The Rev Lythan Nevard , Minister for Cranbrook, said if we want Cranbrook to be a town rather than a sprawling housing estate, then it does need a town centre sooner rather than later.

She added: “We are at a tipping point and the need for a town centre as soon as possible is critical. We need more community space. The town is growing every day all the time, but the social infrastructure cannot grow at the same pace as new people are arriving. People are disillusioned and they will leave because the dream of the town they were sold isn’t going to come to fruition.

“People are hungry for the facilities now even if smaller than planned, rather than a dream that may come later, as for many people, it is already later. A town without a heart is just an estate, and that was never the plan for Cranbrook.”

Cllr Kim Bloxham urged the committee to support the consortium proposal which will be a huge boost to the community of Cranbrook, saying ‘do what is right for them’, while Cllr Sam Hawkins said: “It is not want we want in an ideal world but we don’t live in an ideal world. I struggle to see how district can provide the town centre from a finance and resources point of view.”

Cllr Kevin Blakey added: “The developers’ proposals are fully funded and deliverable in the short term, so it presents a low risk to the authority. We should take note of what the people in Cranbrook are asking for. We are supposed to represent what they feel and they want.”

Supporting the calls from Cranbrook, Cllr Andrew Moulding said: “I am concerned that the recommendation would mean more delay for the residents of Cranbrook. The Minister made an impassioned plea to get on with it. She knows what the residents of the town feel and on behalf of them made a plea.

“The ward members support it and they know the town. It delivers what I hope it would be able to deliver and what the SPD would mean is yet more delay.”

Cllr Philip Skinner added: “It’s time we got something done. People are crying out for something to be done. It is maybe not delivering on the aspirations but it is time to deliver on what we’ve got, as we need to build communities not just housing estates.”

Cllr Ian Thomas said that there was always going to be an issue with the ‘self-sustainability’ of Cranbrook due to its proximity to Exeter. He said: “To suggest it will have a massive town centre with everything under the sun is just not going to happen. The proposal from the consortium are not radically different from the SPD and if not radically different, where all the other things are going from, as I don’t expect they’ll be in the SPD either?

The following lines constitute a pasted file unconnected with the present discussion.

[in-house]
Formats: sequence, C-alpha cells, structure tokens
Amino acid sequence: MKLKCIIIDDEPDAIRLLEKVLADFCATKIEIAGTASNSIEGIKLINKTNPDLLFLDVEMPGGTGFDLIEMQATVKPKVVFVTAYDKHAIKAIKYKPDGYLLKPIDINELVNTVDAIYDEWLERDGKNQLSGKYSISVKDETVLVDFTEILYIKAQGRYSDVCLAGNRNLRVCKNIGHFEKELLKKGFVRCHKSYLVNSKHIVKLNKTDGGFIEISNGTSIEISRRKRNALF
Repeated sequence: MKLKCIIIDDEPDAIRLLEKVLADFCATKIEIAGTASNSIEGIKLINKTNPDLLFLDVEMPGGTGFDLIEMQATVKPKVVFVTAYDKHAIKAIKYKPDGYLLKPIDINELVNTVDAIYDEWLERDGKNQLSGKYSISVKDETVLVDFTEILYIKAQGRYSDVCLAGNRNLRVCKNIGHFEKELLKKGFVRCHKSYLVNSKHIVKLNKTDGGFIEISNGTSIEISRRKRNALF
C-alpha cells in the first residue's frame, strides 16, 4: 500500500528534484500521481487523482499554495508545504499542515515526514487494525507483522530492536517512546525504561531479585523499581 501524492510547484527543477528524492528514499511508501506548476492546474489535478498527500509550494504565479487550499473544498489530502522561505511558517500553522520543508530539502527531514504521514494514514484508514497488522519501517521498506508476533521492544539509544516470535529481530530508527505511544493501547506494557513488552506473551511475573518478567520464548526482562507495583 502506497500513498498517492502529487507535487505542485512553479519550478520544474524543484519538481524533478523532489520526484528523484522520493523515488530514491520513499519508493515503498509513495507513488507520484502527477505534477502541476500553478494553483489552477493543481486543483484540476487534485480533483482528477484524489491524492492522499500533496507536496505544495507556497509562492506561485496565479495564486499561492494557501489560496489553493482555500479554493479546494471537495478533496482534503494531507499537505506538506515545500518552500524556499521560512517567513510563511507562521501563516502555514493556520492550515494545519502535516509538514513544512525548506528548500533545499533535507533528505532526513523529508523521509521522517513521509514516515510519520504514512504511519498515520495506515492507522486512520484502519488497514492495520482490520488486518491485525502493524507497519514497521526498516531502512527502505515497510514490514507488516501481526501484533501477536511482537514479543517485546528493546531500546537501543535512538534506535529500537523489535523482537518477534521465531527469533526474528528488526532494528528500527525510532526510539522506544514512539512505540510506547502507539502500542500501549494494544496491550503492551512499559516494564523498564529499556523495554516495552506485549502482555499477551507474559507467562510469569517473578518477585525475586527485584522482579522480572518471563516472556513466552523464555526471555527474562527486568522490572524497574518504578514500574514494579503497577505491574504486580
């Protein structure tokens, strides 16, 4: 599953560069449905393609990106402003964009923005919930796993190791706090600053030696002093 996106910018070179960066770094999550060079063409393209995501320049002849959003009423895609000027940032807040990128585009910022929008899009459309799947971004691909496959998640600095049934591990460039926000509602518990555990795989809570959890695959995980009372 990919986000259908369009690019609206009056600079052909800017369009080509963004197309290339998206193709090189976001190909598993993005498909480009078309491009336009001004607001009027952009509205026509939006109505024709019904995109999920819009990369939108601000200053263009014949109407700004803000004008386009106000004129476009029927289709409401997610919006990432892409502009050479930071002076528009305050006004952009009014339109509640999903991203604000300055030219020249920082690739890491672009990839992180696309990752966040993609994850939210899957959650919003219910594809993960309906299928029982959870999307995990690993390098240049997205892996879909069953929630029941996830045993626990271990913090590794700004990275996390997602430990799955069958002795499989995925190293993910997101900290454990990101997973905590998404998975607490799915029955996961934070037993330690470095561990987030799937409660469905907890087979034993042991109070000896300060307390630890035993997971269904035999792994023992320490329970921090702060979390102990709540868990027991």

“It is brave to go against the views of the elected members, 1000 residents in support, the town council, the county council – so from a public perception the support is clearly strong. In the current climate, a bird in the hand is better than a starling hiding in the bushes. We should look to move forward.”

Cllr Mike Howe added that this was a difficult decision, as one hand there is a scheme that will deliver what the residents want, but on the other hand, won’t deliver what the town will need for the next 15-20 years and never will because of the constraints put upon it.

He said: “This is the devil and the deep blue sea. The proposals have merit and should be explored but there are only an opening gambit and they need to do a lot better, or we give officers longer to come up with a scheme, debate it, and see if we can afford it.

“If we accept this, we are committed to a town that will probably never have a cinema, never have a sport centre, and will have to grow more, but we will be stuck as what we have now. It cannot be seen as acceptable and they have to do better, but at speed, as sitting around debating an SPD for many more years is not going to work.”

But Cllr Olly Davey said that the council had to look to the future and that the 2,000 households living there now may want this, questions will be asked when the town is fully built to 8,000 homes why did they accept such a small town centre and why didn’t they stick out for the original vision for the town?

He said: “We should stick with the recommendation and accept the proposal that has been made by officers, and that the negotiations continue.”

Cllr Eleanor Rylance added that there had been ‘little bits of shine’ knocked of the vision for Cranbrook each year. She said: “It would be devastating if we privileged speed over delivering the town of Cranbrook when it is built out. This is not ambitious enough. It is a quick solution to a current problem, but doesn’t address a future problem.”

She added that the proposals ‘looked like the lunch area in an out of town office park and was not a destination that anyone wants to go to with a windy precinct as their town centre’, and said: “We can do better and must think about what we are delivering. We need to think about not just the current residents but future residents.”